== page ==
why not get a 48v inverter @ R6850 and Pylontec US3000C @ R17350? Then you don't have to worry about how to wire the batteries in Series/parallel. US3000C is a 3.5Kw battery and will match your 3kw inverter perfectly. Not sure about the Kodak though, have a look at Growartt SPF3000TL-48

If your budget is limited to between R25k - R30K, then this slight upgrade "hoohloc" suggested will be good for now. Don't bother with 24V systems in this price range, they are for  R4000.00 UPS's, not whole house systems. As far as I can remember, Pylontec batteries are .5C, and therefor during load-shedding will only supply 1.75 Kw.

What I've done is install a buzzer through a 240V relay to let the family know when municipal power is off, so as not to drain the batteries unnecessarily. :)

 

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9 hours ago, ianm said:

For a bit more you could maybe consider an installation like this:

20210903_102605.thumb.jpg.962aafd9eae84987c99f204b1e5a8e4c.jpg

5 kW VMIII +  Hubble AM-2

 

It is a nicely matched system as the AM-2 is 5.5 kWh (1C), so the inverter is able to supply the full 5kW (more than enough to boil the kettle).

I doubt you can get all that with a budget of R25k. The Hubble battery is already R26k alone, R1k over budget and you still need to get an inverter and bits and bobs. The 4.6Kw kodac inverter is around R19k. The OP wanted a budget friendly solution, lets not scare him into thinking that budget friendly does not exist when he can get a good solution for less than R30k. 3Kw inverter will work just fine if the DB is split into essential and non essential. Kitchen plugs, except for the fridge plug, can all be wired to non essential and no worries about someone switching the kettle or microwave while there is loadshedding.  You can power all the lights, TV, fridge, wifi and charge your phones and you will never need to worry about the 1C or 0.5C of Lithium batteries. Till this date I have never had to draw 100A from my battery bank, with all the load of my house running on my 10Kw Growatt system. My advice, Get Pylontech US3000C and Growatt SF3000TL-48 because they are budget friendly and they work.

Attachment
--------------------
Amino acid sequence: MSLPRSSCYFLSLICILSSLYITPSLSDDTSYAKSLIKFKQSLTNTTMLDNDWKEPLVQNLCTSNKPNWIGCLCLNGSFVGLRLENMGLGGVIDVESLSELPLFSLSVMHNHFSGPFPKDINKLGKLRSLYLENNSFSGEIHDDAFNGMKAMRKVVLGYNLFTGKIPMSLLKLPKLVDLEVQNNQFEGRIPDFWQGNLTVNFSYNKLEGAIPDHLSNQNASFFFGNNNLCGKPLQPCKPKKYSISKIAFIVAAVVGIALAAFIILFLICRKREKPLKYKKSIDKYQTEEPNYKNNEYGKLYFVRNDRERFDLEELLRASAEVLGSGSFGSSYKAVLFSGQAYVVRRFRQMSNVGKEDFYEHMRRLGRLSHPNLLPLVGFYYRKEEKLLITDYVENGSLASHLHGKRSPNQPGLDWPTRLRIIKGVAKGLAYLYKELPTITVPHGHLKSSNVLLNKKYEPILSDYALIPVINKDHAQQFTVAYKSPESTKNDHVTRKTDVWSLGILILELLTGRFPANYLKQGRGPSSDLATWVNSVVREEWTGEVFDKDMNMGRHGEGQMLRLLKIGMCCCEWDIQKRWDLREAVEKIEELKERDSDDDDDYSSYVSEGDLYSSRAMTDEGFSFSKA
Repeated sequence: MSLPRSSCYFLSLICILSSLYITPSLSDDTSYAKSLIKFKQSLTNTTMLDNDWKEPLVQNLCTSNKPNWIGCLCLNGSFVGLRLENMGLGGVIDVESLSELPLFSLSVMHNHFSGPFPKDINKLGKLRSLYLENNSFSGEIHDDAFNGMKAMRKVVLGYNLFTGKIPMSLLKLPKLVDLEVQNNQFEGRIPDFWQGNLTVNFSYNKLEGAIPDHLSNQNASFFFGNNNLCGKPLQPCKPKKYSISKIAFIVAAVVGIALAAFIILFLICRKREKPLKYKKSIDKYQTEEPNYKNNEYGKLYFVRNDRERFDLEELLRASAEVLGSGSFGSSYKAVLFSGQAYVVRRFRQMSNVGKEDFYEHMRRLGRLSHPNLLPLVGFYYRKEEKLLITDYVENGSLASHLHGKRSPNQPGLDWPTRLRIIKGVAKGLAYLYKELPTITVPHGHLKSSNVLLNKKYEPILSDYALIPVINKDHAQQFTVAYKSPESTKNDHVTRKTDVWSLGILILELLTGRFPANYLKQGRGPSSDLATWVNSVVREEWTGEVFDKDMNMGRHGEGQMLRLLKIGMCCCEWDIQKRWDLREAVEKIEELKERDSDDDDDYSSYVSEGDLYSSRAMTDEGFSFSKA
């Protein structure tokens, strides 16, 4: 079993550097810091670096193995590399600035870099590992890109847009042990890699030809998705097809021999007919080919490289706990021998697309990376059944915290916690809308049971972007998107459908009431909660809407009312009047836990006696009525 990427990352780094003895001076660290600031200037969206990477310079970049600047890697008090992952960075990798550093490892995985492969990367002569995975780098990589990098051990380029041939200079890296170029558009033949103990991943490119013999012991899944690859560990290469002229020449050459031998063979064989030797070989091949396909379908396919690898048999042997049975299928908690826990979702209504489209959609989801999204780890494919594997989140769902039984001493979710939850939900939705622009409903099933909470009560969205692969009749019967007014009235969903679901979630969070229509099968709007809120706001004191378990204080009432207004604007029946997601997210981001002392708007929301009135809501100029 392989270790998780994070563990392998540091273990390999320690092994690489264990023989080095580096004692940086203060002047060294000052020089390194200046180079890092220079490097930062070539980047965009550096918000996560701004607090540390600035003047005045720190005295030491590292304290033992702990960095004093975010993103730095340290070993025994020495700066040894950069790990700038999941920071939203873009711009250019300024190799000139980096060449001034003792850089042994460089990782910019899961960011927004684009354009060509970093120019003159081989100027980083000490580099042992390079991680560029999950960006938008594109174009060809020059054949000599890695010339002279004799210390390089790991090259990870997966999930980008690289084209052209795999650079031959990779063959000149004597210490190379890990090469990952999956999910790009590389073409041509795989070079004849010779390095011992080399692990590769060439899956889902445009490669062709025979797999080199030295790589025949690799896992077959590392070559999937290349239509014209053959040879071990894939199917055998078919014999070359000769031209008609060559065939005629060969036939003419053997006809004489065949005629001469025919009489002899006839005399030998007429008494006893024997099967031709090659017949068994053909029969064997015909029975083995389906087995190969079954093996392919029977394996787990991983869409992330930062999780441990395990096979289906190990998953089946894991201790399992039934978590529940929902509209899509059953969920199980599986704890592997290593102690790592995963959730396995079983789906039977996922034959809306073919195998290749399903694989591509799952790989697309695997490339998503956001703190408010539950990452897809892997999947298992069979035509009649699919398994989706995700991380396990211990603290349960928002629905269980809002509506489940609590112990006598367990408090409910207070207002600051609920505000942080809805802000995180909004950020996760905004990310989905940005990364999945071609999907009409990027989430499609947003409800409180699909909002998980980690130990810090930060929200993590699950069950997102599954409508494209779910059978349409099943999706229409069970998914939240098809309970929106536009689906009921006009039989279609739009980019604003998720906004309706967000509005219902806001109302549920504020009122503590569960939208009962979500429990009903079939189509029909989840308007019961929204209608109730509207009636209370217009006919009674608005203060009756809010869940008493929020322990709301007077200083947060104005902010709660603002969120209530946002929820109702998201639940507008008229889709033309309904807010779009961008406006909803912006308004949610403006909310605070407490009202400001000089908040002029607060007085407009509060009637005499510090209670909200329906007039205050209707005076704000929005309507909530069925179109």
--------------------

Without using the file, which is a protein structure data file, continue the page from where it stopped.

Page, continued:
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My current system is a Multiplus 5Kva and 3xUS3000C batteries (with 5.4KW of solar also). I am verry happy with it but was asked by a friend what they could expect to pay for a simple inverter to keep on with daily chores and work. 

He lives alone, 2 bedroom townhouse and i thought the above mentioned system would be a great way to keep the lights(all LED), computer and TV on during load shedding (And allot better than those inverter trolleys that cost 10K already and boil those cheap lead acid batteries untill they eventually explode... i had one afew years back... was not pretty).

I also thought a 3kva system would just manage a kettle or microwave, maybe not though.  

So what i have learnt from this thread... 24V = no-no, stick to 5kva or above and avoid the cheaper axperts. 

 

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1 hour ago, Basil Katakuzinos said: